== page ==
A growing majority of jurisdictions allow admission of translated testimony in appropriate circumstances assuring its reliability, on the theory that the interpreter serves as an agent of, or a language conduit for, the declarant. See, e.g., United States v. Cordero, 18 F.3d 1248, 1252 (5th Cir.1994) (stating that except in unusual circumstances, an interpreter is no more than a language conduit and therefore his translation does not create an additional level of hearsay); United States v. Da Silva, 725 F.2d 828, 831 (2d Cir.1983) (holding that translator may in some circumstances be viewed as an agent of defendant; thus, translation attributable to defendant as her own admission); People v. Gutierrez, 916 P.2d 598, 600-01 (Colo.Ct.App.1995) (discussing both agency and language conduit theories); and State v. Robles, 157 Wis.2d 55, 458 N.W.2d 818, 821-22 (1990), aff'd, 162 Wis.2d 883, 470 N.W.2d 900 (1991) (applying and discussing agency theory).2 In determining whether the interpreter's statements should be attributed to the defendant under either the agency or conduit theory, courts have utilized the following factors listed in United States v. Nazemian, 948 F.2d 522, 527 (9th Cir.1991):(1) which party supplied the interpreter; (2) whether the interpreter had any motive to mislead or distort; (3) the interpreter's qualifications and language skill; and (4) whether actions taken subsequent to the conversation were consistent with the statements as translated. See, e.g., United States v. Martinez-Gaytan, 213 F.3d 890, 892-93 (5th Cir.2000) (finding that State failed to offer sufficient evidence to show interpreter's language fluency); DCS Sanitation Mgmt., Inc. v. Occupational Safety and Health Review Comm'n, 82 F.3d 812, 816 (8th Cir.1996) (applying Nazemian factors and finding translated statements admissible because directly attributable to party); Gutierrez, 916 P.2d at 601 (discussing factors and concluding trial court did not abuse its discretion in admitting translated statement); State v. Felton, 330 N.C. 619, 412 S.E.2d 344, 354-55 (1992) (finding that interpreter was qualified and had no motive to misrepresent defendant's testimony).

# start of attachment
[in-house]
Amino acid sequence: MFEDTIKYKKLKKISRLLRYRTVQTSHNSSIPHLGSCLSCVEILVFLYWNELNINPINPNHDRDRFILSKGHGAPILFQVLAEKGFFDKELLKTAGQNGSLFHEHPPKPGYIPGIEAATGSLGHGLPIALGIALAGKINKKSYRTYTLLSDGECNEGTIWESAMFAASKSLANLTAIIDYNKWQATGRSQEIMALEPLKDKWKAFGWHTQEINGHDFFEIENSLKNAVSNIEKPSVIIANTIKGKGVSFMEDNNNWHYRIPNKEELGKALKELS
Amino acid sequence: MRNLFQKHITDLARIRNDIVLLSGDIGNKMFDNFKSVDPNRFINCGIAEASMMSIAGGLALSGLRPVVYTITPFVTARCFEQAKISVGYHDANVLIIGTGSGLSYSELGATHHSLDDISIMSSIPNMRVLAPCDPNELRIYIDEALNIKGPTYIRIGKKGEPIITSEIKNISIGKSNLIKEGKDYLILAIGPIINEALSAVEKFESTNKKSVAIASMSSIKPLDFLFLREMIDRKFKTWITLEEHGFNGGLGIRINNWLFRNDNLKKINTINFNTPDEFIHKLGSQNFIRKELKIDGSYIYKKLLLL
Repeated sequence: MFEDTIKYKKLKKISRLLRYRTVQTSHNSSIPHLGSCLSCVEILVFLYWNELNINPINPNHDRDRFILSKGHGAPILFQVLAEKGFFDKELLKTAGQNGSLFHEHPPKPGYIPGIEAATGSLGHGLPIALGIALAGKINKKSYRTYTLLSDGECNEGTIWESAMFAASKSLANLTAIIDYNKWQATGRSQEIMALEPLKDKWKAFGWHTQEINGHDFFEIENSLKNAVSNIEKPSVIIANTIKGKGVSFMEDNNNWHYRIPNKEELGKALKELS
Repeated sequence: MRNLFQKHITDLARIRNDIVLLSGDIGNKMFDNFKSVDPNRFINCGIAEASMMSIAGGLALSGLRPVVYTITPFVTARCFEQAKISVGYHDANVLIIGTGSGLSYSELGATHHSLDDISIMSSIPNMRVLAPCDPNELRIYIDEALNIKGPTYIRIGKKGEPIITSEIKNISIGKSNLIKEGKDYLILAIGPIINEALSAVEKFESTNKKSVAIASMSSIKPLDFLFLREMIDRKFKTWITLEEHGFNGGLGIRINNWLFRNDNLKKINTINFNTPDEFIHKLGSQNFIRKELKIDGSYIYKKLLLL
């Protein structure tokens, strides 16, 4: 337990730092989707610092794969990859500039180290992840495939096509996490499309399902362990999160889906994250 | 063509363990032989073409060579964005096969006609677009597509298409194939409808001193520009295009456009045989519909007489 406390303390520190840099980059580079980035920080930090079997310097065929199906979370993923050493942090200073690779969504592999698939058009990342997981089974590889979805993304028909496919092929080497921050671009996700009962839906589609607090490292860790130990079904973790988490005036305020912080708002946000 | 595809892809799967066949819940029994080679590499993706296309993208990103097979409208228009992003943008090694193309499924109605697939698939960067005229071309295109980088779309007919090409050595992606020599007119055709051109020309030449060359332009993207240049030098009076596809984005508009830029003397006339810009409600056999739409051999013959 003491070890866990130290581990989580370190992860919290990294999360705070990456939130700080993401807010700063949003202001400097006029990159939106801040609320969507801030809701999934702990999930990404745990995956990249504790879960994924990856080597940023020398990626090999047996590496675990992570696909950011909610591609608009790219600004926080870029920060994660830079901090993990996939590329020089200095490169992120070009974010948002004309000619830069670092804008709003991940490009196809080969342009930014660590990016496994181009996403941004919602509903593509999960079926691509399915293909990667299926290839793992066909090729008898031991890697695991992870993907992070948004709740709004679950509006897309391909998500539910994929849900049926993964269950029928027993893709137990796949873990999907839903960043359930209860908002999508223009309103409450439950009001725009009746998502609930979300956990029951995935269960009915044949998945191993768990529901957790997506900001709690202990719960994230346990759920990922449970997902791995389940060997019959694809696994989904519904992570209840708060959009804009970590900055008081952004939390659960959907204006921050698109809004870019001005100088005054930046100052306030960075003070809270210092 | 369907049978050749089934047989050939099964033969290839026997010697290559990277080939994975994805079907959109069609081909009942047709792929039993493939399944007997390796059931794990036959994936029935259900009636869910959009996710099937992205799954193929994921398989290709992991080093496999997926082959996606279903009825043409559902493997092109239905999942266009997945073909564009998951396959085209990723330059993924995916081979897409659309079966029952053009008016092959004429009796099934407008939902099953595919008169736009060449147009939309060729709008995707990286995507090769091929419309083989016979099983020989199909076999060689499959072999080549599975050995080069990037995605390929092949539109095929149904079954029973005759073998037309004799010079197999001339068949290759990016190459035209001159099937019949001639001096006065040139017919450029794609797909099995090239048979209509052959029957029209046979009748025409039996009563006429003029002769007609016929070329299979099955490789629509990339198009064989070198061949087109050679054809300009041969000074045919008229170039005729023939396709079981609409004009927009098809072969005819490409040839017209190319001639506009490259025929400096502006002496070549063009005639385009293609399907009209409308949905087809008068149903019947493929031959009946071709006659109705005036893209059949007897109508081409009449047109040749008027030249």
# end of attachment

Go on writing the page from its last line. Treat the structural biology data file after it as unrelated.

Here, on direct examination, Andrade testified:
Q. Did you help the officer translate for Mr. Gomez?
A. Yes, I did.
Q. Whatever the officer asked you translated to Mr. Gomez?
Q. What Mr. Gomez responded you told the officer?
In this case, neither party “supplied” Andrade as an interpreter; rather, he was a bystander who took on that role. However, from the record it can be inferred that both Andrade and Officer Peters acquiesced to Andrade acting as interpreter. See People v. Torres, 213 Cal.App.3d 1248, 1258, 262 Cal.Rptr. 323 (3d Dist.1989) (stating that “[w]hen two persons speaking different languages select an interpreter as a medium of their communication, the interpreter is regarded as their joint agent for that purpose.”).
The record does not indicate that Andrade had any motive to mislead Officer Peters or distort what was being said between the officer and the appellant. Cf. People v. Romero, 78 N.Y.2d 355, 575 N.Y.S.2d 802, 805, 581 N.E.2d 1048, 1051 (1991) (concluding there was reason to believe interpreter, an informant whose compensation depended on success of prosecution, had motive to shift suspicion to accused). Appellant also did not assert or point to any evidence indicating that Andrade's translation was inaccurate at the time it was effected.